Steve Skafte of Bridgetown, and Wally Shishkov of Bear River, Nova Scotia, have combined their talents to simultaneously create a cohesive piece of artwork called Painting Poems. I was particularly intrigued at how poet & painter can work silently together yet have the end result manifest the perfect mood/emotion – with Wally painting upside down, no less! Learn more about the artists & their process in this interview with Steve Skafte.
How long have you been creating painting-poems?
The very first piece that we did was on May 20, 2013. We began on a blank sheet, with no preparation or fore-thought whatsoever.
What made you start creating painting-poems?
We both survive almost entirely off the income of what we create, so economical reasons are almost as pressing as creative ones. I (Steve Skafte) had been thinking a lot about busking and street performance, and it was just getting into the season where warmth makes that sort of thing possible (or at least comfortable) in Nova Scotia. I came across a TED talk by Amanda Palmer where she talked about the concept of allowing people to give in return for art, rather than the idea of constantly demanding payment. I was already planning to take to the street with the idea of writing poetry live when a conversation with Wally Shishkov turned me in the direction of collaborative creating. There was a real desire to be seen for both of us. Art is more invisible than ever before in rural Canada, shoved into dark corners and only drug out with the notion of group expression or with the drive of government funding. We were tired of waiting to be accidentally discovered, so we decided to put ourselves in the path of passing traffic. There was never any urge for performance, just a nervous and open-hearted sharing. What could we do but create? For all the people hawking their finished products, it seemed to mean so much more for them to see it coming alive.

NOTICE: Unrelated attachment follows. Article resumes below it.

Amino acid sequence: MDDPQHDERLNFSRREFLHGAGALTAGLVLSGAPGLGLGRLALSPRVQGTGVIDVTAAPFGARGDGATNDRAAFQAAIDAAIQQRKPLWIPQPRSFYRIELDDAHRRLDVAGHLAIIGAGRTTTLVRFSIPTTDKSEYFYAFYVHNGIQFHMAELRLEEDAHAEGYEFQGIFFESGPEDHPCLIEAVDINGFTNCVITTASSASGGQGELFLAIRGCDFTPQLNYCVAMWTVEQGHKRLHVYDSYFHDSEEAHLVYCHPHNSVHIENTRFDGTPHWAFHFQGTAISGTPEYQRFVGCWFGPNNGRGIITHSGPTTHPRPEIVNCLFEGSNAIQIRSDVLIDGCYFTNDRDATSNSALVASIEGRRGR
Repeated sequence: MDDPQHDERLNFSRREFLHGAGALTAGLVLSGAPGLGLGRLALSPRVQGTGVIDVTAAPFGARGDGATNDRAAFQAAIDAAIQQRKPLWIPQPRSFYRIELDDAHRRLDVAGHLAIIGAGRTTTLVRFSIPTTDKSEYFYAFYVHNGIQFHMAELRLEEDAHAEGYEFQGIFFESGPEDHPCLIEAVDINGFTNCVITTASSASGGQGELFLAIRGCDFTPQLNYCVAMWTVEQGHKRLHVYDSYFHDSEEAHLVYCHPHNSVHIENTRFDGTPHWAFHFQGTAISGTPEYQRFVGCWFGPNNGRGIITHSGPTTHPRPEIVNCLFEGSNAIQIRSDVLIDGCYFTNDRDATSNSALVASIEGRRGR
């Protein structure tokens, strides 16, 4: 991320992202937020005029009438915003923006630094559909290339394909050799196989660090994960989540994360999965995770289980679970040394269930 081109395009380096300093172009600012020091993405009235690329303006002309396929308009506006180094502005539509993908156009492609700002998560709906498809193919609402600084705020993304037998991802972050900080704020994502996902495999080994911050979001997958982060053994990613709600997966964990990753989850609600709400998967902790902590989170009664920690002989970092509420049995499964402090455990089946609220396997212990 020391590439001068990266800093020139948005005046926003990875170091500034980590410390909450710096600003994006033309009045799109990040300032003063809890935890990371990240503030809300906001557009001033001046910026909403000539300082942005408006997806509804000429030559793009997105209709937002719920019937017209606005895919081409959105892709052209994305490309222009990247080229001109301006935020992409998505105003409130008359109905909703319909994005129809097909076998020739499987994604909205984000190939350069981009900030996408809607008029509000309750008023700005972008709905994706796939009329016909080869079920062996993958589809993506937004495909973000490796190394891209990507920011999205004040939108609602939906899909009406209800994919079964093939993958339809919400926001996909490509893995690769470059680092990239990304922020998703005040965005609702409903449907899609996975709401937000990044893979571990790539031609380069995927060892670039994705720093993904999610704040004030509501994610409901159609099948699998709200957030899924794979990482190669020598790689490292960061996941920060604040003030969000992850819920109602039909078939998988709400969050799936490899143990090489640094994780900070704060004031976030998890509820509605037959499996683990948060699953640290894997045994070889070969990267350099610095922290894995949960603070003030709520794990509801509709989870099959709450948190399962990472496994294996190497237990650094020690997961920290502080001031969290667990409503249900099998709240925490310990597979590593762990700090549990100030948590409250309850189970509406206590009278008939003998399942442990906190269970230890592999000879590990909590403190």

What inspires your designs?
Dreams, nature, water. Water more than anything, that’s part of working with watercolours, I suppose. Wavelengths, lightwaves, electrical impulses, magnetism. Without waves, where would we be, what could we see? Nowhere and nothing. The images start swirling, and they eventually find their way or dry their way to completion. Geometric shapes, lines and crosses and circles. The patterns of frost, the growth of crystals. We begin every creation live and at the same time, so as Steve writes and Wally paints upside-down, there’s a rush to the end, or at least to discover where the end is. In the end, the inspiration is the word. We pick that word, the title of the painting-poem, and try as best we can to express the full and whole emotion of what that word means to us. The shape is almost always entirely unexpected. It’s hard to know where it comes from.
What are your favorite pieces to make/creations you have made?